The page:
Posted on : Apr.19,2010 13:06 KST
Experts say that the statement should add to the calls for caution in linking N.Korea to the Cheonan sinking without clear evidence.
North Korea issued its first official statement on the sinking of the Patrol Combat Corvette (PCC) Cheonan on Saturday, breaking its silence on the incident twenty-two days after the vessel sank on March 26. The remarks essentially stated that the rumors that the vessel sank because of a North Korean attack are “fabrications.”
A military commentator with North Korea’s official Korean Central News Agency (KCNA) said Saturday, “Since it became impossible to determine the cause of the warship’s sinking, traitorous thugs, including belligerent fanatics in the South Choson puppet military and right-wing conservative politicians, are scheming to link the accident with us.” The commentator continued, “Recently, they have fabricated and are spreading rumors of North Korean involvement, saying that an ‘external explosion’ occurred due to a torpedo, and that the torpedo was very likely launched by one of our submersibles or semi-submersibles.” In stating factors causing the rumors, the commentator cited their use by ruling government for the June 2 regional elections, an attempt to paper over the failure of the government’s North Korea policy, and the intention of sustaining a mood for international sanctions against North Korea. In the process, the commentator twice used the expression “the traitor Lee Myung-bak,” an unusual occurrence. This is the second time in 2010 that North Korea has criticized President Lee by name, following a pseudonymous contribution printed in the March 12 edition of the Rodong Sinmun, and the first time the word yeokdo, traitor, has been used.
The commentator called the incident that befell the Cheonan “an accidental unexpected sinking” and said that it has been “viewed as an unfortunate accident that should not happen.”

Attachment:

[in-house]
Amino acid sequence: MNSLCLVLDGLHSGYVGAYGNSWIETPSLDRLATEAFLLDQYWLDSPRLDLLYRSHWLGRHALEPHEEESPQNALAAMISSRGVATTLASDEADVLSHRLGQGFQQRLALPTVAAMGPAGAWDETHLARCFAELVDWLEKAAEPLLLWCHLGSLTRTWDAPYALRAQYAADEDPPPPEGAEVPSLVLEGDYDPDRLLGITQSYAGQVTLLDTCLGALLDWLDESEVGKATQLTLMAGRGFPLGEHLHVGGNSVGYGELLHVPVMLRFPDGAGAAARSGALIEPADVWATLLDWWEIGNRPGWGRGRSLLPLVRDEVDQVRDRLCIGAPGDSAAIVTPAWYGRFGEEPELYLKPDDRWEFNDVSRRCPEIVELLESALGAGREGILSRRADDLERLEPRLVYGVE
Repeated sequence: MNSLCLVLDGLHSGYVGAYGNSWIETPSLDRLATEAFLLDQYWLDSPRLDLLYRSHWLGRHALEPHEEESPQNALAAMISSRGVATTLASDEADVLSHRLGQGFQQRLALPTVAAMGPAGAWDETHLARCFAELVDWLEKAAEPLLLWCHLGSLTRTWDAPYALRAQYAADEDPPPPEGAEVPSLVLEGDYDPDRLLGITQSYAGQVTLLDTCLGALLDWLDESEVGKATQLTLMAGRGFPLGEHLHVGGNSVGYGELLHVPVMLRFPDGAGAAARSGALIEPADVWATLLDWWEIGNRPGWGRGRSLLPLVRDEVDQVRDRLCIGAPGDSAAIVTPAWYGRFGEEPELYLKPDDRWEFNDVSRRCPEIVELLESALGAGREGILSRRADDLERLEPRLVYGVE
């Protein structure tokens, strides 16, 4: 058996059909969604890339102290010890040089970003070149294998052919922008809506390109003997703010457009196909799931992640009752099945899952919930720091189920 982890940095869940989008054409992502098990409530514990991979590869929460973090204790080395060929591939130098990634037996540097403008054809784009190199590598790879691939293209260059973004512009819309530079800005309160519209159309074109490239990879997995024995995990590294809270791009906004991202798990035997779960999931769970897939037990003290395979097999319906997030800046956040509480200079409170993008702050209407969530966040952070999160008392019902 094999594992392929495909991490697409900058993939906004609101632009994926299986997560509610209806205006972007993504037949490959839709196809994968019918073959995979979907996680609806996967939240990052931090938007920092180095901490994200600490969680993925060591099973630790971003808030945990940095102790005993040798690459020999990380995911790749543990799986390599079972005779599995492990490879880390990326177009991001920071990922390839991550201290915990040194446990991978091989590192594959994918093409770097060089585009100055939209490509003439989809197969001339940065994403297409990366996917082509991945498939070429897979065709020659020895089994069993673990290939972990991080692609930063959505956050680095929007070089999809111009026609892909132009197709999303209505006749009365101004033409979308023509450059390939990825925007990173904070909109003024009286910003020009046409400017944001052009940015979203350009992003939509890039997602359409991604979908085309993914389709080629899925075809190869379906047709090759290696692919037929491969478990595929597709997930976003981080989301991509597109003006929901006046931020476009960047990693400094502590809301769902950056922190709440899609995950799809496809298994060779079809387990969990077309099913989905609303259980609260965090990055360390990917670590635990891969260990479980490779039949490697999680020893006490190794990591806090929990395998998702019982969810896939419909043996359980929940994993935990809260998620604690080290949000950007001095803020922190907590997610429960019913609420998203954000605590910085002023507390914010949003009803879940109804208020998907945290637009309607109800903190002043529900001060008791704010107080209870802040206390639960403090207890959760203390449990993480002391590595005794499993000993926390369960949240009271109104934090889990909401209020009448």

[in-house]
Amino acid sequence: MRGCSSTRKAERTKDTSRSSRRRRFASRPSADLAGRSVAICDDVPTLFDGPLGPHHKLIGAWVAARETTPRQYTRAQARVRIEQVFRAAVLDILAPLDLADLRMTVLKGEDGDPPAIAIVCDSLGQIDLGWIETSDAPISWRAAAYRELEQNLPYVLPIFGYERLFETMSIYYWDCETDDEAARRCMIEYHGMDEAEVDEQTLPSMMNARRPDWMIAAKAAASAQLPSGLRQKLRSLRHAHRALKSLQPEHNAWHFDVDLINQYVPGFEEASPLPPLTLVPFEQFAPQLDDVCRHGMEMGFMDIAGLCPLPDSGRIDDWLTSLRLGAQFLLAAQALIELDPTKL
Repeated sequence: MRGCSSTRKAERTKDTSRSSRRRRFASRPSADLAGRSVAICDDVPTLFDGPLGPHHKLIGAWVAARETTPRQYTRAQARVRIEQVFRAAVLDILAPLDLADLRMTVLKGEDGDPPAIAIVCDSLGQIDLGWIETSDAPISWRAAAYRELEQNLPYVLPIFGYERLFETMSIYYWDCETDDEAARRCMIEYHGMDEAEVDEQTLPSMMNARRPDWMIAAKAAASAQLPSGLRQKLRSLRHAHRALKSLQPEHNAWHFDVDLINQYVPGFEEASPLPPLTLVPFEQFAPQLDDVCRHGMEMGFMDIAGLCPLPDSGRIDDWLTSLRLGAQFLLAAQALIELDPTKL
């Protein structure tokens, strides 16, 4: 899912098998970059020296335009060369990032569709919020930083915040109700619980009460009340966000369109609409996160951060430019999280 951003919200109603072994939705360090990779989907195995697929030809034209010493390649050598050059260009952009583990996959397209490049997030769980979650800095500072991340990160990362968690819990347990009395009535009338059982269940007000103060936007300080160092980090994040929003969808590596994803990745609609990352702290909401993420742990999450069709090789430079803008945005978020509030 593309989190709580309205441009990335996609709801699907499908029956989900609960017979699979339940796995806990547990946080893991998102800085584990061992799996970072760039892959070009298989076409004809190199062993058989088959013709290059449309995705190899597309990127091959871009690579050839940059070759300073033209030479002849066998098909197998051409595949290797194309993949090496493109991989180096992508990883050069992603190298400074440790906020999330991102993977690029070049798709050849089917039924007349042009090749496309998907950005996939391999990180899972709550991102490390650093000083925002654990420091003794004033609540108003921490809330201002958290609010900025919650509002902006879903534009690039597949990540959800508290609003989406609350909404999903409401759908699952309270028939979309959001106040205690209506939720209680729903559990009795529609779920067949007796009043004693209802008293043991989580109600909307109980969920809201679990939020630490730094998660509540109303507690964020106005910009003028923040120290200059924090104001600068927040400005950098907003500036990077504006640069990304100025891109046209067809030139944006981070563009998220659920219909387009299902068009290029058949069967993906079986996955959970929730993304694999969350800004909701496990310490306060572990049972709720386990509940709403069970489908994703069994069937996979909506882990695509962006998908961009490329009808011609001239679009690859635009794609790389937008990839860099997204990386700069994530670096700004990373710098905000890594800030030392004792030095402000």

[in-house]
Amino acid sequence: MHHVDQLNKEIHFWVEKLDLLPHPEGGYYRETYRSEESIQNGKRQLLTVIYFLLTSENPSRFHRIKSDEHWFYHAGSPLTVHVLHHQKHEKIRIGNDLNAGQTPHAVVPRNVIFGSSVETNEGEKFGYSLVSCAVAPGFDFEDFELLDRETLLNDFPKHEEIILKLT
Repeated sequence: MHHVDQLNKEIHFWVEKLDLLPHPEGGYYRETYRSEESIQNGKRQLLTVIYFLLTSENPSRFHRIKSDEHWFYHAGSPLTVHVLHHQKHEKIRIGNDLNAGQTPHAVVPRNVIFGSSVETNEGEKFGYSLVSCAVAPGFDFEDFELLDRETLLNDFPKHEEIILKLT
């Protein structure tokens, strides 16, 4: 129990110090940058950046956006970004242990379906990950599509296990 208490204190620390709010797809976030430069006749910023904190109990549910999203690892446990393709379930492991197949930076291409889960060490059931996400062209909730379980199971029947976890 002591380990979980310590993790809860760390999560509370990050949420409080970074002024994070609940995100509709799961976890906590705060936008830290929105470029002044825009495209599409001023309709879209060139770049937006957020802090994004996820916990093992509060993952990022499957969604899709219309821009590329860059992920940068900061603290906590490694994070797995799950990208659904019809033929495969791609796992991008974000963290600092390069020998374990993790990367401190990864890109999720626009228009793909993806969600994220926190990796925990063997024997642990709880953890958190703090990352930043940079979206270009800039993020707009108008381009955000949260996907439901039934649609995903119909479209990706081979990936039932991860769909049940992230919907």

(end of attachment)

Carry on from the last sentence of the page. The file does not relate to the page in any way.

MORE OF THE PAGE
This public statement from North Korea is also noteworthy for both its timing and the person chosen to give the statement. Institute for Peace Affairs (IPA) Research Director Jang Yong-seok said Sunday that it is important to note that statements made by South Korean Defense Minister Kim Tae-young, who said Friday that the sinking of the Cheonan was a “major situation in terms of national security,” and by U.S. Assisant Secretary of State Philip J. Crowley, who said during an April 15 (local time) briefing that “obviously North Korea’s behavior in the region has an impact in terms of creating the atmosphere for the six-party process to move forward.” In other words, North Korea’s statement should be interpreted as a message not only to South Korea but also to the U.S. and Chinese governments as well, in response to statements by high-ranking figures in the South Korean and U.S. governments that seemed to suggest North Korean involvement. Yang Mu-jin, professor of the University of North Korean studies, said, “They have an intention of checking spreading rumors about North Korean involvement.”
In regards to the standing of the KCNA military commentator making the statements, a South Korean government official said, “When viewed in terms of formality, this statement is really representative of the lowest official level.” Professor Yang also said that if the South Korean government officially mentions North Korean involvement, North Korea will in turn raise both the official level of the person making the statement and the intensity of the remarks. Yang added, “Conflict between North Korea and South Korea could intensify.”
Inje University Professor Kim Yeon-chul said that determining the cause of the sinking is a technical matter for the military to determine. Professor Kim also said, “Since there will inevitably be a negative impact on inter-Korean relations if North Korean involvement is mentioned without any clear evidence, the government should maintain a cautious approach.”
Following the Rangoon bombing that killed 17 South Korean officials on Oct. 9, 1983, and the bombing of Korean Air Flight 858 on Nov. 29, 1987, North Korea denied involvement through KCNA statements issued three to seven days after the incidents.
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Posted on : Apr.17,2010 14:02 KST
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